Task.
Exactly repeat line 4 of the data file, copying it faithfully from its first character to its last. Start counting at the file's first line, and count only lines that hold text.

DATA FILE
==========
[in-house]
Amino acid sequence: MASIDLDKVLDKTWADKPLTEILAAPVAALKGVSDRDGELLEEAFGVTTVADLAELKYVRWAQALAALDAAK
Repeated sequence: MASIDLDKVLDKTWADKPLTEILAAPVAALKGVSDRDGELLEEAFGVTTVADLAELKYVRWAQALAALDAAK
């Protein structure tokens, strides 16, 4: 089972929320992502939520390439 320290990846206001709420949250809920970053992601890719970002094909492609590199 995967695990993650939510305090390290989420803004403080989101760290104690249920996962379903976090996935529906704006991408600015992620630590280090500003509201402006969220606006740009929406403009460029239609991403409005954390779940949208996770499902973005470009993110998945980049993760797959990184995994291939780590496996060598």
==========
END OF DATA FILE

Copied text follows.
């Protein structure tokens, strides 16, 4: 089972929320992502939520390439 320290990846206001709420949250809920970053992601890719970002094909492609590199 995967695990993650939510305090390290989420803004403080989101760290104690249920996962379903976090996935529906704006991408600015992620630590280090500003509201402006969220606006740009929406403009460029239609991403409005954390779940949208996770499902973005470009993110998945980049993760797959990184995994291939780590496996060598």